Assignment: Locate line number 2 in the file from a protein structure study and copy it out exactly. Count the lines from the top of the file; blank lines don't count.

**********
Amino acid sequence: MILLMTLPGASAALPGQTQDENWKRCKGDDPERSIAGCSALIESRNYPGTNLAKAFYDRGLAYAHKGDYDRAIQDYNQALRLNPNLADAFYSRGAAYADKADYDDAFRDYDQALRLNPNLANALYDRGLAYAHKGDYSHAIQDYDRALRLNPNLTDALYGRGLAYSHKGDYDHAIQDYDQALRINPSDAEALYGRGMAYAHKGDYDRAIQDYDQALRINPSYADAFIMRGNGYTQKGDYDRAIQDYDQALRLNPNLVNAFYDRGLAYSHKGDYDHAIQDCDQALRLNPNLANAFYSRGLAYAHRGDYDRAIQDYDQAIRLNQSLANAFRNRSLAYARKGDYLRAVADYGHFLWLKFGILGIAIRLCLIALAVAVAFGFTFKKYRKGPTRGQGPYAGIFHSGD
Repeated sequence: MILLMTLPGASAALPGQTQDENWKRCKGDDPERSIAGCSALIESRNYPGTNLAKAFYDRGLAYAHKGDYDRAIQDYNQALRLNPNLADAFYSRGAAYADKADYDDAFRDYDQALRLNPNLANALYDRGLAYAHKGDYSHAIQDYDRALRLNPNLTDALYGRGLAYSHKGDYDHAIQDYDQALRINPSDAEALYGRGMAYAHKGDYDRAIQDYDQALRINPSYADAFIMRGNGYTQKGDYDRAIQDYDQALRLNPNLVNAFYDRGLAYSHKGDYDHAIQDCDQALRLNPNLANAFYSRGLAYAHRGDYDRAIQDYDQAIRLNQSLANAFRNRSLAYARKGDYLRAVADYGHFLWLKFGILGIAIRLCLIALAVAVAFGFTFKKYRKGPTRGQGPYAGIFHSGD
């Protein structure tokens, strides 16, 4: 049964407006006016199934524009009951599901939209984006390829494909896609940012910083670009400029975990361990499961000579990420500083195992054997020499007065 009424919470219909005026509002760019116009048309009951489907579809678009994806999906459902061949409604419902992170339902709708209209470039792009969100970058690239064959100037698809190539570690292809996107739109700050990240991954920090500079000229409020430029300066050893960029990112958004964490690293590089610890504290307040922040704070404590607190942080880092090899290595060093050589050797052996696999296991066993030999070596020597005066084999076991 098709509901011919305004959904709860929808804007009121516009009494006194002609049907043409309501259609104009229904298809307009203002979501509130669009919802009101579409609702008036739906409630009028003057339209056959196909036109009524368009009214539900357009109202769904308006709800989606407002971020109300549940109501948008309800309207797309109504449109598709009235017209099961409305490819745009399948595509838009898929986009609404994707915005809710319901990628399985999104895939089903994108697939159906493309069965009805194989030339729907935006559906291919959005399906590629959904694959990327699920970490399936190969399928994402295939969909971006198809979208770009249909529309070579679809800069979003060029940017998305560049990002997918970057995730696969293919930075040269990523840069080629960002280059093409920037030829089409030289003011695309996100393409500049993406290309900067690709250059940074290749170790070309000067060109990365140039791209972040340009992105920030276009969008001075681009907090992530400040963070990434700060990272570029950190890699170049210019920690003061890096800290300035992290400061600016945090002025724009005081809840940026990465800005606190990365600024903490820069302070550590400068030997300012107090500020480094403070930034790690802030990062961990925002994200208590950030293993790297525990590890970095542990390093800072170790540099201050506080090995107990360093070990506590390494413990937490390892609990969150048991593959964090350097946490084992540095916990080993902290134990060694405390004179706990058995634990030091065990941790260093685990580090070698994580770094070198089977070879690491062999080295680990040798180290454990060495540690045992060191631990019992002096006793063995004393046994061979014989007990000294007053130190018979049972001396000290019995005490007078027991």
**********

Repeated sequence: MILLMTLPGASAALPGQTQDENWKRCKGDDPERSIAGCSALIESRNYPGTNLAKAFYDRGLAYAHKGDYDRAIQDYNQALRLNPNLADAFYSRGAAYADKADYDDAFRDYDQALRLNPNLANALYDRGLAYAHKGDYSHAIQDYDRALRLNPNLTDALYGRGLAYSHKGDYDHAIQDYDQALRINPSDAEALYGRGMAYAHKGDYDRAIQDYDQALRINPSYADAFIMRGNGYTQKGDYDRAIQDYDQALRLNPNLVNAFYDRGLAYSHKGDYDHAIQDCDQALRLNPNLANAFYSRGLAYAHRGDYDRAIQDYDQAIRLNQSLANAFRNRSLAYARKGDYLRAVADYGHFLWLKFGILGIAIRLCLIALAVAVAFGFTFKKYRKGPTRGQGPYAGIFHSGD